In the class of polite arts are inserted very particular de. seriptions of the pictures, painted by Mr. Barry, for the great room of the Society. These are now very generally known.

In the year 1760, premiums were offered for cloth made from the stalks of hops; but no proper claims have been made, As this defect was supposed to be owing to the want of some farther information, a short account is now published of what has been already done in this way. For the same reason we shall transcribe it. The observations chiefly to be attended to in this experiment are,

First, That the said specimens (viz. those left with the register of the Society) are sufficient to evince that hop-binds will afford a material for making cloth.


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These we can.

Secondly, That the species of cloth intended to be made from the material produced, would very well answer the purpose of fine facking, and coarse bagging for hops.

Thirdly, that, the sole cause of my not producing a stronger material, and a sufficient quantity to have entitled me to the premium proposed, was, that the material was too long immersed under water, and its texture was thereby deftroyed.

Fourthly, That such binds as I took occasionally from the large quantity I had put to foak, at the end of about six weeks or two months, afforded filaments sufficiently fine and strong, for any purpose,

Fifthly, That the time necessary to reduce the inner substance of the hop-binds to a fitness for use, by maceration, will absolutely decay the outer coat, as appears from those which have continued under water above a year.'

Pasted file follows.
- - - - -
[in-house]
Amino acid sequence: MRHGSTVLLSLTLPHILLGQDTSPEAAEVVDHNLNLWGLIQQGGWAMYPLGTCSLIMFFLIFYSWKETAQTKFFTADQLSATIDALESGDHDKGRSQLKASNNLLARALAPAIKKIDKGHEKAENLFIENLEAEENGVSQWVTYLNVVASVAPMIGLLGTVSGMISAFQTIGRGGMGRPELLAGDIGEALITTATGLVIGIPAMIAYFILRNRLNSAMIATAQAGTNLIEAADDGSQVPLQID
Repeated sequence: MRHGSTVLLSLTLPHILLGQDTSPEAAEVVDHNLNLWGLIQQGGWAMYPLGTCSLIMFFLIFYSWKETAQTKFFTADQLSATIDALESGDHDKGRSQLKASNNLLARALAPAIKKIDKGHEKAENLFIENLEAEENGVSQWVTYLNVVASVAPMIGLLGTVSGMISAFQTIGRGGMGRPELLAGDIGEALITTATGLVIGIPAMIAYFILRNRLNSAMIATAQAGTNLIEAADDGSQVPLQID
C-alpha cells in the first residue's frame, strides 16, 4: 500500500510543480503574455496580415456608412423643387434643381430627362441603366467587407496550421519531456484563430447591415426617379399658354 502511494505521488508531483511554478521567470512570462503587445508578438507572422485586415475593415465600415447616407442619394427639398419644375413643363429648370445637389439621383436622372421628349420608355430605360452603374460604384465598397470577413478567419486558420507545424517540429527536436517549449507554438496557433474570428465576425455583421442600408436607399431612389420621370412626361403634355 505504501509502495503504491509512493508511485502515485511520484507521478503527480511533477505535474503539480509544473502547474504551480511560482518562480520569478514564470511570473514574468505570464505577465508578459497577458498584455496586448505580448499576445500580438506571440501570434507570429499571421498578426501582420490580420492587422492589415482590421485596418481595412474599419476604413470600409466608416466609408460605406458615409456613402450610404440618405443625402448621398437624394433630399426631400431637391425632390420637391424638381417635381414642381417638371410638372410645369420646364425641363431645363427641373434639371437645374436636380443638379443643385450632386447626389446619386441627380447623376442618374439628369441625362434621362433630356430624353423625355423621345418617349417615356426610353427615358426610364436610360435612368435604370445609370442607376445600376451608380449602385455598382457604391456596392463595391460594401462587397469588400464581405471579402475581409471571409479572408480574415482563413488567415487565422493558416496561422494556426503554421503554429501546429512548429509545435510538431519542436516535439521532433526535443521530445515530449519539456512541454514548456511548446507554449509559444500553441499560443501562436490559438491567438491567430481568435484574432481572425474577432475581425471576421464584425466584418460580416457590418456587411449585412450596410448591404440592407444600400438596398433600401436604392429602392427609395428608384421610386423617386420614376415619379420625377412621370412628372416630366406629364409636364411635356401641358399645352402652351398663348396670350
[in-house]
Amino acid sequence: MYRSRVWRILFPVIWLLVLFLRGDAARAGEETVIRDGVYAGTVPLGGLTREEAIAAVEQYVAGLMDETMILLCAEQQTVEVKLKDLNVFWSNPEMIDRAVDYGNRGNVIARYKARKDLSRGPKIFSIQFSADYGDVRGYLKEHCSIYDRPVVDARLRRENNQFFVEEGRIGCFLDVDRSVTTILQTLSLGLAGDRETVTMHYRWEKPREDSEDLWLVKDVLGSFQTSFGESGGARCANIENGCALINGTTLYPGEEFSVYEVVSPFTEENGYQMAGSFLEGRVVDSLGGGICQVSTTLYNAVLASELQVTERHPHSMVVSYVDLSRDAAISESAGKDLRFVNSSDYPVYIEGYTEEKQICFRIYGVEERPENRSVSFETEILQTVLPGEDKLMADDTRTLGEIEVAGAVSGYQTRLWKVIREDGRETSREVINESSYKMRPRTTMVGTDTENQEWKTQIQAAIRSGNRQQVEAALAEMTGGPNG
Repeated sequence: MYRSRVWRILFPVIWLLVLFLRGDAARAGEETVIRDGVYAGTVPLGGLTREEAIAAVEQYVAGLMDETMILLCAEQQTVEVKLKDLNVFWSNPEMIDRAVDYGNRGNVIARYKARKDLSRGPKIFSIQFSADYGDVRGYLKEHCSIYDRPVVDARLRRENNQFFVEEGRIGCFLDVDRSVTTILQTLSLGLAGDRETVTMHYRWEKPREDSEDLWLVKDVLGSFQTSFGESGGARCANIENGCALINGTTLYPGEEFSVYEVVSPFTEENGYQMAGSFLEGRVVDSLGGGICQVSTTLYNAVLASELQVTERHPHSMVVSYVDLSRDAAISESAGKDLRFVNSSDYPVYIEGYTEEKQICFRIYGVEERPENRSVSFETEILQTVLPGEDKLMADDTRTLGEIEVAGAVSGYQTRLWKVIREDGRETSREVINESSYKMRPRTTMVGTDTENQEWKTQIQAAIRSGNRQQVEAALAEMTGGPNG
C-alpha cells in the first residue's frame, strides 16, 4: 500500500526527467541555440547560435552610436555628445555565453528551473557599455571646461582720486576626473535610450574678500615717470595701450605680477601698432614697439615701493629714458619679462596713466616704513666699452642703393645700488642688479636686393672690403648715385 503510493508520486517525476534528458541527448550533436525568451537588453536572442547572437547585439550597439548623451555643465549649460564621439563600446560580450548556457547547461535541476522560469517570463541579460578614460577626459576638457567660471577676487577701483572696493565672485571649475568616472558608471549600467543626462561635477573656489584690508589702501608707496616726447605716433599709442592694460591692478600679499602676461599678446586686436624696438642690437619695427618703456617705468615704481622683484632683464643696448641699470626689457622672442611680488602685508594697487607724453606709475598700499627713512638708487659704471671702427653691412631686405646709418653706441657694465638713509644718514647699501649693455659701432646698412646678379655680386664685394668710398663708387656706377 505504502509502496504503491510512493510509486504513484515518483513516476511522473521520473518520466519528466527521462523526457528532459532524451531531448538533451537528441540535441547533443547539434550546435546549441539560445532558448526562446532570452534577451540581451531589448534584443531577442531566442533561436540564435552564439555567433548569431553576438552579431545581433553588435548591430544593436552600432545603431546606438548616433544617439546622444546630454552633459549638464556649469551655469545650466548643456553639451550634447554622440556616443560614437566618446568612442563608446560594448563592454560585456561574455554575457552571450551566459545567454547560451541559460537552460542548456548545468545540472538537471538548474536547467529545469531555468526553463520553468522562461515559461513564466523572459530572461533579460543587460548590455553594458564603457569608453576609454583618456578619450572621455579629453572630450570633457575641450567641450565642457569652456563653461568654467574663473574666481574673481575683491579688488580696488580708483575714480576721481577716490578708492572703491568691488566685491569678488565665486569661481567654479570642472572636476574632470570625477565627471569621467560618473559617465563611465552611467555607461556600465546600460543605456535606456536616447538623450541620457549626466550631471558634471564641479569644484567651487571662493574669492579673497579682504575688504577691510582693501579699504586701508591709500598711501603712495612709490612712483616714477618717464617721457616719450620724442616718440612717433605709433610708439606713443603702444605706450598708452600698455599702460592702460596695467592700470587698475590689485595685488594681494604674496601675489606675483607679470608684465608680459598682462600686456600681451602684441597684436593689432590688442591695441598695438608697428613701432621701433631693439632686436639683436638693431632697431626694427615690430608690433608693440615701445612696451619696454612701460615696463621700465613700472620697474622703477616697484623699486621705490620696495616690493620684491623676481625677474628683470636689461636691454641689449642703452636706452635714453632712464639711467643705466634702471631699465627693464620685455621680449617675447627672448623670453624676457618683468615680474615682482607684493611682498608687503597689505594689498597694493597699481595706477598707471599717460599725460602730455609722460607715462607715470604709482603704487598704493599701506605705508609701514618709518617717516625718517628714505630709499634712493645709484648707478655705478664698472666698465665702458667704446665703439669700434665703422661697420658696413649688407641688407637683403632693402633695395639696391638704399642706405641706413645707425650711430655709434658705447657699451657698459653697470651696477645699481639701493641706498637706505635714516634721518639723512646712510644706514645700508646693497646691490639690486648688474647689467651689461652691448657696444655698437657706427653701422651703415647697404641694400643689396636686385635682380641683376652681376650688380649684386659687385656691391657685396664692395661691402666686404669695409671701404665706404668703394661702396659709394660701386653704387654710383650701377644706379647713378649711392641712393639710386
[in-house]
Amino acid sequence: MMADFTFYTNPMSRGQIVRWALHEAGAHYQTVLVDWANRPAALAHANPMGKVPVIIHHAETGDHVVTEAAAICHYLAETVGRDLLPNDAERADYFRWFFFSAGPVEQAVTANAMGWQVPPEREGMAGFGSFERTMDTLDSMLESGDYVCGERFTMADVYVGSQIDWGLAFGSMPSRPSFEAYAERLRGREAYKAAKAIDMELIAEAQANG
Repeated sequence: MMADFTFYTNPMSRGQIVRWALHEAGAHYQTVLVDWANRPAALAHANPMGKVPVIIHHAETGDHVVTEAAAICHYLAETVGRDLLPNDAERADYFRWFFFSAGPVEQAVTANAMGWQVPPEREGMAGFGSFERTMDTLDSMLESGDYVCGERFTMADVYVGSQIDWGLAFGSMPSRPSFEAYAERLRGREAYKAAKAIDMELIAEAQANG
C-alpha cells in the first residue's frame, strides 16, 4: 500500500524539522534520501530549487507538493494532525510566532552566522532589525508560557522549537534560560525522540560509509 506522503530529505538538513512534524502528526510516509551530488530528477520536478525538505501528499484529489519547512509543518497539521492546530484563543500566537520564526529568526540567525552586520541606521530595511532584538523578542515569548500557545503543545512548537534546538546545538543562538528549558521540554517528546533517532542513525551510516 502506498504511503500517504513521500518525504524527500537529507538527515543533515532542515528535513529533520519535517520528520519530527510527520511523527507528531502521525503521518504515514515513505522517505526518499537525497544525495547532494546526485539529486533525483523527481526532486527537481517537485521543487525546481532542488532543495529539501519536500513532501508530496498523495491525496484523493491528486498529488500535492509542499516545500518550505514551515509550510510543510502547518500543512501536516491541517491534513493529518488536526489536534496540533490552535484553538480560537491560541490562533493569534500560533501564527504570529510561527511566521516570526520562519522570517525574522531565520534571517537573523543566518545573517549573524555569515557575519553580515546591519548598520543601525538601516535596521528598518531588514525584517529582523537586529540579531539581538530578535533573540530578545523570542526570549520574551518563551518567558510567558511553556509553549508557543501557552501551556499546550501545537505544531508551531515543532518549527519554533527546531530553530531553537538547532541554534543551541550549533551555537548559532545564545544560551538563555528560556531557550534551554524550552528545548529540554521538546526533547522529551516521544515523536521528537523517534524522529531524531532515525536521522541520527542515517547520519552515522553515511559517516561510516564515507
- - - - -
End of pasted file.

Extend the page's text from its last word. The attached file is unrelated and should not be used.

In mechanics, the floating-light, for the preservation of sailors falling overboard in the night, at sea; the gun-har-' poon (formerly mentioned, of whose utility we have additional evidence); a new and very convenient crane, by Mr, Braithwait; a new invented secret escutcheon, and some im. provements on common locks, are described. not examine without the affiftance of the plates; but they ap. pear generally useful. We shall transcribe, however, an account of the properties of the escutcheon.

· The marquis of Worcester, in his Century of Inventions, N° 72, after having spoken of three kinds of locks invented by him, says an escutcheon to be placed before any of these locks with these properties.

“ The owner, though a woman, may, with her delicate hand, yary the ways of coming to open the lock, ten millions of times beyond the knowledge of the smith that made it, or of me who invented it."

Many attempts have been made to form a machine equal in its properties to the description here given, and from thence it is probable, arose the kind of padlock which have been long made in this country in great numbers, which having several Jetters on different rings, can only be opened when a certain set of those letters are arranged in one order, but this was in no degree equal to the end proposed, for besides the workman who made it being at all times informed of the position the letters must be in, and consequently enabled to open it; the letters and rings admitting of no variation of place, at the will of the owner, reserving at the same time a power of opening the locks, whenever the proper arrangement became


known, the secret was divulged, and all security at an end; but by the improvement made by Mr. Marshall, the letters or figures allowing an almost infinite variety of changes, the owner may, in one minute, alter the secret in such a man. ner that even the maker would be as unlikely to open it, as he would be of gaining the highest prize in a lottery, by the chance of a single ticket; thus this kind of escutcheon is in. finitely more secure than any hitherto in use, especially as the alteration of the letters may be made every day for years, without recurring to their first state, and as the owner may, at one time, chuse to trust a friend or a domestic with the secret, so that they might have recourse to his valuables, &c. he may also, at another time, wish to exclude them from that privi. lege, which this contrivance renders very easy to be done. As this improvement relates only to the escutcheon, it is obvious that every attempt to pick the lock it covers, or to open it by means of falfe keys, is prevented; a circumstance of no small importance, when locks of a curious construction, and with a number of fine wards are made use of.?